Friday, February 27, 2015

Bill Mitchell on Greece versus the Troika and Eurozone

Bill Mitchell has a great post here analysing the recent events in Greece’s confrontation with the Troika and Eurozone:
Bill Mitchell, “Don’t mention the war! er the Troika …,” Billyblog, February 26, 2015
http://bilbo.economicoutlook.net/blog/?p=30293
Bill Mitchell’s scathing assessment of recent events is rather difficult to disagree with, despite the brave face put on the agreement by many left-wing people. Yes, Greece may have “bought time” but, as Bill Mitchell says, if the Germans are unwilling to allow any substantive changes in economic policy in Greece now, why would they concede anything important four months from now?

UPDATE
I cannot resist adding my additional thoughts on this. James Galbraith’s essay defends Syriza here.

He says:
“There is no money in Greece; the government is bankrupt. Large-scale Keynesian policies were never on the table as they would necessarily imply exit – an expansionary policy in a new currency, with all the usual dangers.”
http://www.socialeurope.eu/2015/02/greek-deal/
If that was so, then shouldn’t Syriza have been honest with the Greek public? Should they not have said: “there is no way to deliver on substantive promises to end austerity in Greece unless the Greek public is willing to accept the short-term pain of withdrawing from the Eurozone.”

Galbraith also tells us that now there is a new “spirit and dignity in Athens.” Well, that sounds nice, but I suspect it will not last very long without real action. Critics see the obvious here: the current agreement appears to mean nothing but more “austerity with a human face” for the Greeks. What substantive measures can Greece take to end the misery? What has been agreed seems to mean a weak or feeble recovery at best and at worst means more destruction of Greek businesses and, even worse, more grotesque destruction of the fabric of society. More women robbed of human dignity and forced to prostitute themselves to survive or support their families.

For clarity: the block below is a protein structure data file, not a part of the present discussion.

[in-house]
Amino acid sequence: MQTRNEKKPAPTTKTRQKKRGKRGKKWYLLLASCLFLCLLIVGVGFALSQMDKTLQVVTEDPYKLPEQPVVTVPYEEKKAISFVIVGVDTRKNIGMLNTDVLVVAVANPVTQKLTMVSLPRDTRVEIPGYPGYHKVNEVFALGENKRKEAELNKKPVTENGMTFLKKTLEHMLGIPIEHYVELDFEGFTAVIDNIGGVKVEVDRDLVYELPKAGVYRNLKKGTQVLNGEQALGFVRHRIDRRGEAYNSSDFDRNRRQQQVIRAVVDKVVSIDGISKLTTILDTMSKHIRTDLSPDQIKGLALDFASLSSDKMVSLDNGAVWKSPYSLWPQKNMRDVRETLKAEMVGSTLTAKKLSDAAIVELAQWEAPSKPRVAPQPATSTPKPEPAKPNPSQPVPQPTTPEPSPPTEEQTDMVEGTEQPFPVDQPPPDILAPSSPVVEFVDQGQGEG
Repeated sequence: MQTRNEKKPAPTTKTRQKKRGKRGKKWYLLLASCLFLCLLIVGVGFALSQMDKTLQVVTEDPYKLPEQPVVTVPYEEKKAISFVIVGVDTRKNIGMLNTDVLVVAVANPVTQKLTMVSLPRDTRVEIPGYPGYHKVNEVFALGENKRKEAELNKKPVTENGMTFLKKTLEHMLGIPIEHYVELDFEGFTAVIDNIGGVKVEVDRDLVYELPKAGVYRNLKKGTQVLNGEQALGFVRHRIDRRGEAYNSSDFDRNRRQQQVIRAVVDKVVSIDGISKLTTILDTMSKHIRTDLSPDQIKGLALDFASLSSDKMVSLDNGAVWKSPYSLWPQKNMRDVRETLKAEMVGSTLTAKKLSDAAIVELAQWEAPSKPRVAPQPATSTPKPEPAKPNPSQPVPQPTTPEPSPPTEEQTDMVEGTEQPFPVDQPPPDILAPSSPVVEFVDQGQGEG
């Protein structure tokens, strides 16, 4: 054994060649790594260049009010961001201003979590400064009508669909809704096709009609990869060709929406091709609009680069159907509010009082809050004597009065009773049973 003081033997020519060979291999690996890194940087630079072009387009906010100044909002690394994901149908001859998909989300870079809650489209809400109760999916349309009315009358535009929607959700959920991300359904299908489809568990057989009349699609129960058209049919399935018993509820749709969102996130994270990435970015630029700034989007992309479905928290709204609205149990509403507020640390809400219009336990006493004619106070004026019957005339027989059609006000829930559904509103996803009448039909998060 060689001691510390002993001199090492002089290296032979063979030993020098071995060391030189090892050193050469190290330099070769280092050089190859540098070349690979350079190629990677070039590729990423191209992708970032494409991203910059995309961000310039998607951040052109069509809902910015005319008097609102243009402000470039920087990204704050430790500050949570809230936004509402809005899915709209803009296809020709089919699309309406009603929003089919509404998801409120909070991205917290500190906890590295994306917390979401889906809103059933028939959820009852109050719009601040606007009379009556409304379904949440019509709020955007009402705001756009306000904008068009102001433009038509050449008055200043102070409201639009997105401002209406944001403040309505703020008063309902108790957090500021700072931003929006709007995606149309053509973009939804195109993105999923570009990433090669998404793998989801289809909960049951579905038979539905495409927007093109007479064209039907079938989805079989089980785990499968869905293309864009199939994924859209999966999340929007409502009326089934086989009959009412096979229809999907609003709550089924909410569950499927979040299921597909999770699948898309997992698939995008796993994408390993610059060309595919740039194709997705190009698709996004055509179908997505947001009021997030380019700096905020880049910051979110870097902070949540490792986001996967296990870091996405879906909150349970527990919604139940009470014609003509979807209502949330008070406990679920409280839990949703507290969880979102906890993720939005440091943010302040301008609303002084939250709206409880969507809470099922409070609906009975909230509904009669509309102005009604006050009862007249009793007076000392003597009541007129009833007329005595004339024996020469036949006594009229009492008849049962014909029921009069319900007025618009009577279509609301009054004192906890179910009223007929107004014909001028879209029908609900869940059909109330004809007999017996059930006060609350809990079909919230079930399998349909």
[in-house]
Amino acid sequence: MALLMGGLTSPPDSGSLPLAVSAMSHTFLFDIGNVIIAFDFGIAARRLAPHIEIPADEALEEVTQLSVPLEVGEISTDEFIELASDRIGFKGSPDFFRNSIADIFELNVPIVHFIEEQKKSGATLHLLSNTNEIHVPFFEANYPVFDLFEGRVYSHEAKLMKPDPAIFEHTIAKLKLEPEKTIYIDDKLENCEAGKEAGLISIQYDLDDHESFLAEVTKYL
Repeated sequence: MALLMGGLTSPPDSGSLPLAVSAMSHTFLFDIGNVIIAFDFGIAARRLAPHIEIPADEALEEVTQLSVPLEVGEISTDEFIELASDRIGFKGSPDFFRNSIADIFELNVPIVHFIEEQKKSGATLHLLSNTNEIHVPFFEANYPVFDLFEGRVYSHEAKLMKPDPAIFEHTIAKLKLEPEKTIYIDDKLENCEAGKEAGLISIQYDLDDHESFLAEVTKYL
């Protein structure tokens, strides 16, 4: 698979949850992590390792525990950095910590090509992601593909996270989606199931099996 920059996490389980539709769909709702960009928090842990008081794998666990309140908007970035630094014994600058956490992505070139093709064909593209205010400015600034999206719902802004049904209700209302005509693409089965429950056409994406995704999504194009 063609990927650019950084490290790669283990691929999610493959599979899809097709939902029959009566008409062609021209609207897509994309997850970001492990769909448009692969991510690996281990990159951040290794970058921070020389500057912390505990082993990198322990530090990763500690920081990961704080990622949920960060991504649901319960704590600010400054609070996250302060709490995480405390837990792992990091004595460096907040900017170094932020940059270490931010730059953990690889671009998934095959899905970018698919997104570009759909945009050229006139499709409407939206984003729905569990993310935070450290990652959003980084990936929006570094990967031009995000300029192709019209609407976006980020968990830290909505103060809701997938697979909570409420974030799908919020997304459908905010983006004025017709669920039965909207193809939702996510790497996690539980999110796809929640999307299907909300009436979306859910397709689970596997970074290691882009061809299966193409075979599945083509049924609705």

If Syriza basically allows all this to continue, how long before voters desert the left in Greece and move to the socially conservative, but economically interventionist right, perhaps even the ugly right?

Frankly, it may be that this bizarre, utopian commitment to the Eurozone amongst the mainstream European left will be the undoing of Europe. When the extremely ugly, vicious right or far right start winning in the polls, the left will have only itself to blame for the bloody mess.

Wednesday, February 25, 2015

James Galbraith on the Greek Situation

James K. Galbraith is interviewed on the Greek situation, Yanis Varoufakis, and the Greek negotiations with the Eurogroup.